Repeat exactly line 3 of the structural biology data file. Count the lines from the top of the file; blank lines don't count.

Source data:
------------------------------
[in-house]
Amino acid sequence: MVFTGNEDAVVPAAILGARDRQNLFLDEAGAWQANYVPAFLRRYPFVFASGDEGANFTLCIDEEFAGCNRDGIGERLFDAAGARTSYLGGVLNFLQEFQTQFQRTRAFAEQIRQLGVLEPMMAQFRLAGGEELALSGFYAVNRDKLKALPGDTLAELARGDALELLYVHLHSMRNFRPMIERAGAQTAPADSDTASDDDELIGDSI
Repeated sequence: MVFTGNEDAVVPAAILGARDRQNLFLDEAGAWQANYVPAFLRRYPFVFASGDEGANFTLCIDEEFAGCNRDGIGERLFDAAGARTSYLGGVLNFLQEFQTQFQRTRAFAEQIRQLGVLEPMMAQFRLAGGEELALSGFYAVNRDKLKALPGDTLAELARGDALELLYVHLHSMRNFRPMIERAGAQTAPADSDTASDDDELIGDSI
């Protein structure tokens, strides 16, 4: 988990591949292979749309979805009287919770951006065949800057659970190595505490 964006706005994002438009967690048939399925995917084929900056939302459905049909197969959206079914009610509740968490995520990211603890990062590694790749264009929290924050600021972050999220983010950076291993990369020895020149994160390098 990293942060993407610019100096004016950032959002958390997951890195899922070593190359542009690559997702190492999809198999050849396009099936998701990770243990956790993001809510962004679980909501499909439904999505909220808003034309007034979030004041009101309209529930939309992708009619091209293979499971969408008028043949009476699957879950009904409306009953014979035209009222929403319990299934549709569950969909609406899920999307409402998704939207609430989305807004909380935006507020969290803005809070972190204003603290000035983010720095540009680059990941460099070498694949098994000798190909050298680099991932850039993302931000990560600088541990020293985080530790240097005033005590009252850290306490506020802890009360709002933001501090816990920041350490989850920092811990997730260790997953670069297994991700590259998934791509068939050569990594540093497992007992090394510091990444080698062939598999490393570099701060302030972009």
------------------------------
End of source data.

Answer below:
Repeated sequence: MVFTGNEDAVVPAAILGARDRQNLFLDEAGAWQANYVPAFLRRYPFVFASGDEGANFTLCIDEEFAGCNRDGIGERLFDAAGARTSYLGGVLNFLQEFQTQFQRTRAFAEQIRQLGVLEPMMAQFRLAGGEELALSGFYAVNRDKLKALPGDTLAELARGDALELLYVHLHSMRNFRPMIERAGAQTAPADSDTASDDDELIGDSI